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Trivialities served with incredible pomp
on April 28, 2000
Imagine Coca-Cola served in a golden beaker, presented to you as a wonder medicine that cures all the diseases. That's what this book's like.
The book tells a story of a man who, despite of his tremendous professional success, feels empty and unhappy. He meets a professor who introduces to him a way of becoming an On-Purpose Person - finding a purpose in one's life.
Sounds great, you say. There, that's the golden beaker I was talking about. The actual contents of the book are very banal. The first sixty-something pages are dedicated to a vague presentation of a most primitive goal setting and selection system: 1. write down all the things you want that you can think of; 2. choose the things you want most. And yes, Mr. McCarthy actually manages to waste sixty pages on that! Of course, this shouldn't make you think that he's very thorough or detailed or something. Roughly 80 % of his text is just the hero driving around and hearing how good the new system is and thinking how happy he feels. In the remaining 20 %, Mr. McCarthy actually describes the system in a very wordy, but unfortunately not at all in a systematic or comprehensive way. The system itself contains nothing new, compared to the one presented by Raymond Hull in his book How To Get What You Want thirty years ago. I've been doing things like that for years, I kept writing want lists, prioritizing them, reaching my goals - and still feeling empty and purposeless. Mr. McCarthy's book was of no help at all.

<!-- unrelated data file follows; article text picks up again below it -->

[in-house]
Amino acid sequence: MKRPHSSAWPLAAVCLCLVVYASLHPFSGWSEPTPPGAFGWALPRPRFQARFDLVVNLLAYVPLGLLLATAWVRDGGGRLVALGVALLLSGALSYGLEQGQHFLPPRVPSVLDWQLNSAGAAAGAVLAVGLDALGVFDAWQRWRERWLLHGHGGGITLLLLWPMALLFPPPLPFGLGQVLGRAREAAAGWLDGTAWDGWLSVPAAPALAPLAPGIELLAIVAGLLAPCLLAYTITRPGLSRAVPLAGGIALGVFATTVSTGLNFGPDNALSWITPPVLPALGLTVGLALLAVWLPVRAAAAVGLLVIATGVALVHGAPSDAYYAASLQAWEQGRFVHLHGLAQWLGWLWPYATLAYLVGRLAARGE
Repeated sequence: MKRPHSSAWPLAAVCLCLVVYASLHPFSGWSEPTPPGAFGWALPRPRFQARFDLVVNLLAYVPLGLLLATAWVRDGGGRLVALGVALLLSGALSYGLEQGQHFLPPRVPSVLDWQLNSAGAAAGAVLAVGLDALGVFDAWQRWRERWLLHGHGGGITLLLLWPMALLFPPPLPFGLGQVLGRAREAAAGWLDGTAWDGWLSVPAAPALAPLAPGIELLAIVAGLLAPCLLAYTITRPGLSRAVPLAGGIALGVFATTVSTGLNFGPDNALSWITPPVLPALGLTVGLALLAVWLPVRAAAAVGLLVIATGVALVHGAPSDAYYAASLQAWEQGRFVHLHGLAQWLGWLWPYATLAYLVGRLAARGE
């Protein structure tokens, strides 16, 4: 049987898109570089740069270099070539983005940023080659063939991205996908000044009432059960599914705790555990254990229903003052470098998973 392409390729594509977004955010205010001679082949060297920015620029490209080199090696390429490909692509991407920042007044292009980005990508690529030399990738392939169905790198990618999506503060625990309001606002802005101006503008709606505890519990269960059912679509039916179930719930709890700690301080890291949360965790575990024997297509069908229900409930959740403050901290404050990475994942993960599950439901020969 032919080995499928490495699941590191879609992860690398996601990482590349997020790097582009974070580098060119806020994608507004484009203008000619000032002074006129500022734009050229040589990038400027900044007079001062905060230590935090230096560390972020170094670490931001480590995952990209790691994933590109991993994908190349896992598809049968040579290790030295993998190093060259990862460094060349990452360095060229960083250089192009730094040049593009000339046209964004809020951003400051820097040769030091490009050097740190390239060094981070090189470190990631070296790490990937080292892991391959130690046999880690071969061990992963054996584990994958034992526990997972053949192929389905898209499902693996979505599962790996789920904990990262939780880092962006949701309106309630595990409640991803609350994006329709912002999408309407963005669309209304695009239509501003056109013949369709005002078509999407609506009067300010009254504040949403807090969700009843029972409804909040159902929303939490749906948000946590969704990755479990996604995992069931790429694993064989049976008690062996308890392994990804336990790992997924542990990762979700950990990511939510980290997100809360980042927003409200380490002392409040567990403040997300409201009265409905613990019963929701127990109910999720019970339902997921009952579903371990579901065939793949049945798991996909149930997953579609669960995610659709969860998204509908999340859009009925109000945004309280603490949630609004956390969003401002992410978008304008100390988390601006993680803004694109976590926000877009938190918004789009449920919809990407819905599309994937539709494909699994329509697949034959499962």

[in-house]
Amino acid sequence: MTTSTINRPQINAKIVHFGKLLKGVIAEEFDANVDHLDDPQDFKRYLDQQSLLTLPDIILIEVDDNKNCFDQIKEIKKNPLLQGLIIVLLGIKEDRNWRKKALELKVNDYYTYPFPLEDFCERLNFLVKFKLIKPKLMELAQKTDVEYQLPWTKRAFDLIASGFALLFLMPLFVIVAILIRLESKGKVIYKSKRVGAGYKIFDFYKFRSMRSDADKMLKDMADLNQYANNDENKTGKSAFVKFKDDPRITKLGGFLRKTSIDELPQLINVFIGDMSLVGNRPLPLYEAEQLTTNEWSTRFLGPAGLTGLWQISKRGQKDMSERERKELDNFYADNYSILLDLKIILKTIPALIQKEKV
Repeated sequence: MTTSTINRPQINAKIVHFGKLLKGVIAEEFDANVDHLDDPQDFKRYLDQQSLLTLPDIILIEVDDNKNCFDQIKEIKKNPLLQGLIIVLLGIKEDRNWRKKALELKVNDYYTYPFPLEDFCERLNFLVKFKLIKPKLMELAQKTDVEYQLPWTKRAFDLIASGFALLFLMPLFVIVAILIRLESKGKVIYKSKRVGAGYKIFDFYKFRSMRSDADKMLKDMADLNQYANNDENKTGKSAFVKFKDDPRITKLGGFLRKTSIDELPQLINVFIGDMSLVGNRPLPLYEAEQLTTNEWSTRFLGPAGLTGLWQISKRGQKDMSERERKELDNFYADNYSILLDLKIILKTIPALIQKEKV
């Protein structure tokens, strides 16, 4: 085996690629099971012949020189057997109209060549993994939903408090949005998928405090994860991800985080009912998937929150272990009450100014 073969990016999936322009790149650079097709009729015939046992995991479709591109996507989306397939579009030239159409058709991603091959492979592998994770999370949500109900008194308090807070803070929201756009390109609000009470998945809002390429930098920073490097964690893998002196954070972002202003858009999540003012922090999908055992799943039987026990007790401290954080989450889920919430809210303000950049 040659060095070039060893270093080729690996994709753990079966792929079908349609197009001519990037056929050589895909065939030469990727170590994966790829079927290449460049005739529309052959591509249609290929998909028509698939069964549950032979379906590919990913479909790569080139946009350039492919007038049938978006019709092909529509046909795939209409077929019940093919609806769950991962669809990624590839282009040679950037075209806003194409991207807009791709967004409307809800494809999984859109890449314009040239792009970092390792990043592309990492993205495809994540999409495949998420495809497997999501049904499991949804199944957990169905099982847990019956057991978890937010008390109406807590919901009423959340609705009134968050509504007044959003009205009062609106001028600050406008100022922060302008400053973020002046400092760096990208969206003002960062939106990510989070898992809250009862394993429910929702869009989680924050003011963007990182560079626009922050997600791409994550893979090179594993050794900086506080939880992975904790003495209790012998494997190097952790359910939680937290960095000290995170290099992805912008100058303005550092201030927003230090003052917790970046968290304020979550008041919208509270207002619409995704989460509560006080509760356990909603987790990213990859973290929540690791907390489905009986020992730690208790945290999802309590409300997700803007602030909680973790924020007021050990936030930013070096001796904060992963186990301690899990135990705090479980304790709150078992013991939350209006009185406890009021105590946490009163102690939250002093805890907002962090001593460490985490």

Well, I was talking about the first sixty pages. The rest of the book isn't much better. Our friend meets more and more people who tell him how happy they are, having found the purpose in their lives. You'll also hear a number of stories about famous people who's lives had purposes - Mother Theresa seems to be the author's special favor. The advice-to-blubber ratio decreases while the book progresses, then the book is over and you are left wondering what the heck was it all supposed to mean.
To sum up, the book can be considered almost worthless. You'll learn to set goals but you won't learn how to find out what really matters to you. If you haven't read ANY self-help books before, you might get something out of it. Yet, to really learn the goal-setting system Mr. McCarthy is trying to present in this book, you should read Mr. Hull's book I mentioned (if you succeed to find it). If you want to find your purpose, however, it will be hard for me to suggest anything - I am left pretty clueless by this book that I hoped would help me. However, Harry Browne's "How I Found Freedom in an Unfree World" just might provide you some kind of a start. One part of it is dedicated to that very subject and he presents three general techniques for trying to find out your purpose. (Be sure, however, to read the reviews carefully to decide if the book is compatible with your principles.)